forcible entry


forcible entry
At common law, violently taking possession of lands and tenements with menaces, force, and arms, against the will of those entitled to the possession, and without the authority of law. 4 Bl.Comm. 148.
Entry accompanied with circumstances tending to excite terror in the occupant, and to prevent him from maintaining his rights. Barbee v. Winnsboro Granite Corporation, 190 S.C. 245, 2 S.E.2d 737, 739.
Angry words and threats of force may be sufficient. Calidino Hotel Co. of San Bernardino v. Bank of America Nat. Trust & Savings Ass'n, 31 Cal.App.2d 295, 87 P.2d 923, 931.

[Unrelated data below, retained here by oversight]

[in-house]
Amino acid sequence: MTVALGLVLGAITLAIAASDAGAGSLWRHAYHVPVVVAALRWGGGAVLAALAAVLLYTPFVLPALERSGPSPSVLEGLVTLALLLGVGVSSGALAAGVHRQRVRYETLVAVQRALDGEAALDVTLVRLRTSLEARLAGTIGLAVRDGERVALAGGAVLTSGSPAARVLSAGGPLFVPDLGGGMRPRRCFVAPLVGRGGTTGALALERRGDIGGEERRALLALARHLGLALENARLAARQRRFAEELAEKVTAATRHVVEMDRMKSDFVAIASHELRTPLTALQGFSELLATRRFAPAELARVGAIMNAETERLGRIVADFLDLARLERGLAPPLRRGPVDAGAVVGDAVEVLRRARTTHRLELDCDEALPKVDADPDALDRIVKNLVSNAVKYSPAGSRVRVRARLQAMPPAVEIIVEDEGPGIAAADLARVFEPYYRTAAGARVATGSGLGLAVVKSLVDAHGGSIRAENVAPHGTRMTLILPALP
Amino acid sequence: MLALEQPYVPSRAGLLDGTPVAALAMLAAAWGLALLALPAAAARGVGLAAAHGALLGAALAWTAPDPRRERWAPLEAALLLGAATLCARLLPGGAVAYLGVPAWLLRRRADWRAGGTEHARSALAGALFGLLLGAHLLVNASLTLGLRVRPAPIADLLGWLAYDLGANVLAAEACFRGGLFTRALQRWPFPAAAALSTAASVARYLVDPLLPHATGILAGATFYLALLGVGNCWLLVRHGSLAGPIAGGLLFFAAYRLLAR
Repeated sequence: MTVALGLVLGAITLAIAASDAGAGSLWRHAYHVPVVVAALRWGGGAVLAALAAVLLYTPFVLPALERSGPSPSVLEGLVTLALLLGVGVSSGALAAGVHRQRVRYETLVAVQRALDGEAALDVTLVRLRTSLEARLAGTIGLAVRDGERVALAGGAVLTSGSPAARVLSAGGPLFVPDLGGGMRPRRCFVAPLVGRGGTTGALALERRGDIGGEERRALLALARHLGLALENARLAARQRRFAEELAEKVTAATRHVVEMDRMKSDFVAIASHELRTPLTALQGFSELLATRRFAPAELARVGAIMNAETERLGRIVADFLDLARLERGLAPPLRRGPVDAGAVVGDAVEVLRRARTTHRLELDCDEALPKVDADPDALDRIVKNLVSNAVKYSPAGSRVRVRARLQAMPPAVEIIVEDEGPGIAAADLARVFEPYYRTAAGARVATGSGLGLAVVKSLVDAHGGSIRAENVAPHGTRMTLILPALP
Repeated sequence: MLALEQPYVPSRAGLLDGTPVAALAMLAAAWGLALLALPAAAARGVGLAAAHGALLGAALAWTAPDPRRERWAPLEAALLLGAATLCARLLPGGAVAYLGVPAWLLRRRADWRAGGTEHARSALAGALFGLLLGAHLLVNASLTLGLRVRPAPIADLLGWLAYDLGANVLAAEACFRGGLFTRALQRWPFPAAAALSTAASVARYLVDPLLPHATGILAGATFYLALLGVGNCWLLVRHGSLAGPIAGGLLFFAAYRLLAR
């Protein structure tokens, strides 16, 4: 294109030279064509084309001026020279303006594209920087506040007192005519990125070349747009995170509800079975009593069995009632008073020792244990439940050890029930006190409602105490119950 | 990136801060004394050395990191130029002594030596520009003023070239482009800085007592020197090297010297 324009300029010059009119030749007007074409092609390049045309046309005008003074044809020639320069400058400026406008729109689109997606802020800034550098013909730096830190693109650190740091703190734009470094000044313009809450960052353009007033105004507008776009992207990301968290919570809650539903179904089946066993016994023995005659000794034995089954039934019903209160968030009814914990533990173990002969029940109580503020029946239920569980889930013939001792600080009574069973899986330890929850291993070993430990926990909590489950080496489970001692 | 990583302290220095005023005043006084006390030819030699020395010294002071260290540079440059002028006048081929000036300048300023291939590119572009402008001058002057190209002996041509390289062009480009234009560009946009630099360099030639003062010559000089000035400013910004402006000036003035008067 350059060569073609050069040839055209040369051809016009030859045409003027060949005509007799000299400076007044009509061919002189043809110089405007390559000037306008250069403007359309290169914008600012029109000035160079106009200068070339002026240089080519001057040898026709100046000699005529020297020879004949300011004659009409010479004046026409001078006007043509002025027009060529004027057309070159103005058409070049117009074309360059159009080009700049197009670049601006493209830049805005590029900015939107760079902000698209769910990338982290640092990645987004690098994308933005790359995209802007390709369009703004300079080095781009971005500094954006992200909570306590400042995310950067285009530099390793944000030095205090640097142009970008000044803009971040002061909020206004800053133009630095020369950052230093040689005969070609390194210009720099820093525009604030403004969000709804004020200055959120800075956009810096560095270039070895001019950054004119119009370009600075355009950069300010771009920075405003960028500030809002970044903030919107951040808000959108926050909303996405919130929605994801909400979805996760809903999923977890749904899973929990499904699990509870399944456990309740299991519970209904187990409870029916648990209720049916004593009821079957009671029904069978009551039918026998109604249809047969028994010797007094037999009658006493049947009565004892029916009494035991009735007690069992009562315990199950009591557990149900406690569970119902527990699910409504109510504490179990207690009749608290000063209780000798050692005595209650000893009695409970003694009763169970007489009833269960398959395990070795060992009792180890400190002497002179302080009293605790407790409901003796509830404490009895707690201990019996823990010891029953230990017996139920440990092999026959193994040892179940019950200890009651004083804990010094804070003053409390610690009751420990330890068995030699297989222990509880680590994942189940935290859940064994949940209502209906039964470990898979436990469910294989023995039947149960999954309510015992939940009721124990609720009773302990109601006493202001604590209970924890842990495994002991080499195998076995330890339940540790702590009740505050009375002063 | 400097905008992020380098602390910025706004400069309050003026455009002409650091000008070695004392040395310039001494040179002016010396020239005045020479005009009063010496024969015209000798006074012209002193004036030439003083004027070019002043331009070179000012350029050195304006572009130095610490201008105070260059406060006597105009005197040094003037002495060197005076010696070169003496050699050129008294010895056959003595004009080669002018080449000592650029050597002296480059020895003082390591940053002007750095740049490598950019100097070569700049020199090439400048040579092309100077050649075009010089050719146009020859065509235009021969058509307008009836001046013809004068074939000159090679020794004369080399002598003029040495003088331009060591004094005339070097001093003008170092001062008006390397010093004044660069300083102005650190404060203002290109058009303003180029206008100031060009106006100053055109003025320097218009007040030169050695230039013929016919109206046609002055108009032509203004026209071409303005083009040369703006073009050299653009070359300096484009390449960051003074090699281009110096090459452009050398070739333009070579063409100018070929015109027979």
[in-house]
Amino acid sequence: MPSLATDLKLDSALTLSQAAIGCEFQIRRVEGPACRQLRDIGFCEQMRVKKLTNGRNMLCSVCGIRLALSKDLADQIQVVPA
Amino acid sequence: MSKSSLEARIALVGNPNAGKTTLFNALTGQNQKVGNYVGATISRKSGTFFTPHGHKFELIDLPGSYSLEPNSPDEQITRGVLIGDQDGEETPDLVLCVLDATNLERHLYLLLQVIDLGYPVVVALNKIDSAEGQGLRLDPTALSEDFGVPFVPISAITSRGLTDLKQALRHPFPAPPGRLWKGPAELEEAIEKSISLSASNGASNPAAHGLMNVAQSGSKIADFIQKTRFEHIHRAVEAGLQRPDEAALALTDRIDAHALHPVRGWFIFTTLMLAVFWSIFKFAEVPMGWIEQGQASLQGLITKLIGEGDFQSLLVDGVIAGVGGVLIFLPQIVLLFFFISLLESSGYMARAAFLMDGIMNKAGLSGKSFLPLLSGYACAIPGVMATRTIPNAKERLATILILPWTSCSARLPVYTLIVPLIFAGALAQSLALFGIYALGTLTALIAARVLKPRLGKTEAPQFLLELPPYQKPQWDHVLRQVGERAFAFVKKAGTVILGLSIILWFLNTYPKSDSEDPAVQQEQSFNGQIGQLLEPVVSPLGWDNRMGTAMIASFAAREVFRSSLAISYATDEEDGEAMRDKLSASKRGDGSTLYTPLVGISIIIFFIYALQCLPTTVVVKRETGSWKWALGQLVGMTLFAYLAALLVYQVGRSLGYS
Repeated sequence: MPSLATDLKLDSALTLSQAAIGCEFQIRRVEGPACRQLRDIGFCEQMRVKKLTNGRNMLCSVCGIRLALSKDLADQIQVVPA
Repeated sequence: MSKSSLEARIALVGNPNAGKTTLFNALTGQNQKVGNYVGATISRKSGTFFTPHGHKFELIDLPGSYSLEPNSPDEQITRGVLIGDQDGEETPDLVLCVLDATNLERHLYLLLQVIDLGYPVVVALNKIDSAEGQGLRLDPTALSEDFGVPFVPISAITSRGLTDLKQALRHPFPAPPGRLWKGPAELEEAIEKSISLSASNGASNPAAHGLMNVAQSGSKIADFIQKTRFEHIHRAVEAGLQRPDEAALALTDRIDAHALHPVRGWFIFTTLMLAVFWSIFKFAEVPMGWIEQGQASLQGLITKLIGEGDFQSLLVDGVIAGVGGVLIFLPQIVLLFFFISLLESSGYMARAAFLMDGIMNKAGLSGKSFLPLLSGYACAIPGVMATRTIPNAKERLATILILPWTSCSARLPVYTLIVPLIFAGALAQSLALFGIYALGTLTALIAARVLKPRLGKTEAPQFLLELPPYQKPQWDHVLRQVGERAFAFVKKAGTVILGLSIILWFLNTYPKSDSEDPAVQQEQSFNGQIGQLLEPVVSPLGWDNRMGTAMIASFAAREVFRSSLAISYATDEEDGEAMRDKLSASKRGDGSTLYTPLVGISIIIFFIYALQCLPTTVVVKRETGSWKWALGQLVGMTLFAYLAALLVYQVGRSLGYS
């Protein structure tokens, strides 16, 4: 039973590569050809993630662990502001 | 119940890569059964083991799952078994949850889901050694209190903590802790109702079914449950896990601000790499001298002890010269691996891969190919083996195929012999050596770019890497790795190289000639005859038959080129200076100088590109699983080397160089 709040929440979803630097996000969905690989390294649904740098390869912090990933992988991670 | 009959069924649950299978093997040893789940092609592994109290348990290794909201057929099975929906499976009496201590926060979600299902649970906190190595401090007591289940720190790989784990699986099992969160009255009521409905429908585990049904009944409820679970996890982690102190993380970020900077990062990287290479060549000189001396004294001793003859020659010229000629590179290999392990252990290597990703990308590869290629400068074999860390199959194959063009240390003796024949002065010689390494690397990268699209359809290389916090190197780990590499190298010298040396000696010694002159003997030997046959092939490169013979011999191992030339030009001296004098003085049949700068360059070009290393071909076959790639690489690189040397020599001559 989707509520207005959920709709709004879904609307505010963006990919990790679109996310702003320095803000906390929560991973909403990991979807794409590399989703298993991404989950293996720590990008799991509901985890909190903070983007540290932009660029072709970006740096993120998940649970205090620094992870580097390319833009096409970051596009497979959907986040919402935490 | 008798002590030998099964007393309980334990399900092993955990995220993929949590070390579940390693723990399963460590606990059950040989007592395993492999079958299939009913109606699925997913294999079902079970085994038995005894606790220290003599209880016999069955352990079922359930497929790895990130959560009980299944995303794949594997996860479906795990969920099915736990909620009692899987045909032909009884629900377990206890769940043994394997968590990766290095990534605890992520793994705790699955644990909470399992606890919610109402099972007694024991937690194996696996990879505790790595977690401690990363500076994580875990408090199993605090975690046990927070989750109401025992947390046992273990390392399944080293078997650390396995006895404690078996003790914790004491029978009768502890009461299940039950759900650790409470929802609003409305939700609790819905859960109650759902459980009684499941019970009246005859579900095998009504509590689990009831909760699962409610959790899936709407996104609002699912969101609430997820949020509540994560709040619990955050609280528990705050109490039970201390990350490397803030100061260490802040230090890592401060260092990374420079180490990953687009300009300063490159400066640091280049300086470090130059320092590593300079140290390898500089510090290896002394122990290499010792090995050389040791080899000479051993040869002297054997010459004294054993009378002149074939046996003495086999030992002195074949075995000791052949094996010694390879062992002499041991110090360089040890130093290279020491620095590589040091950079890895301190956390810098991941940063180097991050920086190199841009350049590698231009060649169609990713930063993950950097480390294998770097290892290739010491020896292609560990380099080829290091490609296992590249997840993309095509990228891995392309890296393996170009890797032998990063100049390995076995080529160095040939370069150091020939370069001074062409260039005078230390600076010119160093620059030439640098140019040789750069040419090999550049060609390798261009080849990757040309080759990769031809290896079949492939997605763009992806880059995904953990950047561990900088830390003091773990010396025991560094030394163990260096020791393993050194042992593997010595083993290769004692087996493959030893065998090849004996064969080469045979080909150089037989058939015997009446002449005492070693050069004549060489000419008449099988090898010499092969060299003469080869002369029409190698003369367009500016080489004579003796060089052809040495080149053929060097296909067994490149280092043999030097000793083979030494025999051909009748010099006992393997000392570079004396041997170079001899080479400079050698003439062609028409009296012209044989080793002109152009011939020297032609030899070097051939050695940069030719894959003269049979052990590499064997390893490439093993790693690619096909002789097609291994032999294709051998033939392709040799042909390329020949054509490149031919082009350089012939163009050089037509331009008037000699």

Every person is guilty of forcible entry who either
(1) by breaking open doors, windows, or other parts of a house, or by any kind of violence or circumstance of terror, enters upon or into any real property; or
(2) who, after entering peaceably upon real property, turns out by force, threats, or menacing conduct the party in possession. Code Civil Proc.Cal. No. 1159.
In many states, an entry effected without consent of rightful owner, or against his remonstrance, or under circumstances which amount to no more than a mere trespass, is now technically considered "forcible," while a detainer of the property consisting merely in the refusal to surrender possession after a lawful demand, is treated as a "forcible" detainer, the "force" required at common law being now supplied by a mere fiction.
- process (summary process)

Black's law dictionary. . 1990.